The Reach of Free Movement
Conference organized by "The Market State Project", Department of Private Law, University of Oslo
Karl Johan street, 17 May, Constitution Day.
The topic of the conference is the reach of free movement and the focus on what constitutes a restriction to free movement. The threshold remains low. In the field of goods suggestions to extend the Keck exception to Article 34 TFEU (ex Article 28 TEC) to use restrictions have not been adopted.
The interplay between the fundamental freedoms is a central cross-cutting theme.
Is discrimination still a core concept or will it be replaced by a more neutral, general and sweeping ‘market access’ criterion? Does the concept of ‘market access’ pave the way for another approach where the ambition is to eliminate burdensome and inefficient regulation in a matured internal market? What are the implications for the review of proportionality? Does the market access test confirm a uniform approach towards the fundamental freedoms, and would a uniform approach be desirable?
The developments in the case law of the ECJ raise important constitutional questions. What are the constitutional foundations for the jurisprudence of the ECJ? What are the implications for the balancing of power between the Union and the Member States, and between legislators and courts? The question of legitimacy is relevant to the determination of the outer limits of what constitutes a restriction.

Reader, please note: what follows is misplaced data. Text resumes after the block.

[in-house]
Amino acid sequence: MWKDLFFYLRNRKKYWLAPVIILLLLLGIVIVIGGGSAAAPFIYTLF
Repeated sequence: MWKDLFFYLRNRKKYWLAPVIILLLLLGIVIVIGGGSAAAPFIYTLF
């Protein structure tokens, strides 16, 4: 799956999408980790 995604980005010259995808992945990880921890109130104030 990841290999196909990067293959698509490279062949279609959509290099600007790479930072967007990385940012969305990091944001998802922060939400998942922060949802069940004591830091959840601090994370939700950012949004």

Draft programme outline
We have adopted the following format: Speakers send out a full paper, an outline or some other work which introduces their topic. They will then have 15 minutes to present and summarise their arguments at the conference. With four sessions of 1 hour and 30 minutes, and with two to three speakers each, this would allow between one hour and 45 minutes for discussion.
Speakers’ papers, outlines or other work introducing their topic, are posted on our website.
Deadline for papers for the subsequent publication is 1 September.
We aim at a follow-up event at the IALS in London October/November 2011.
Please see an updated programme.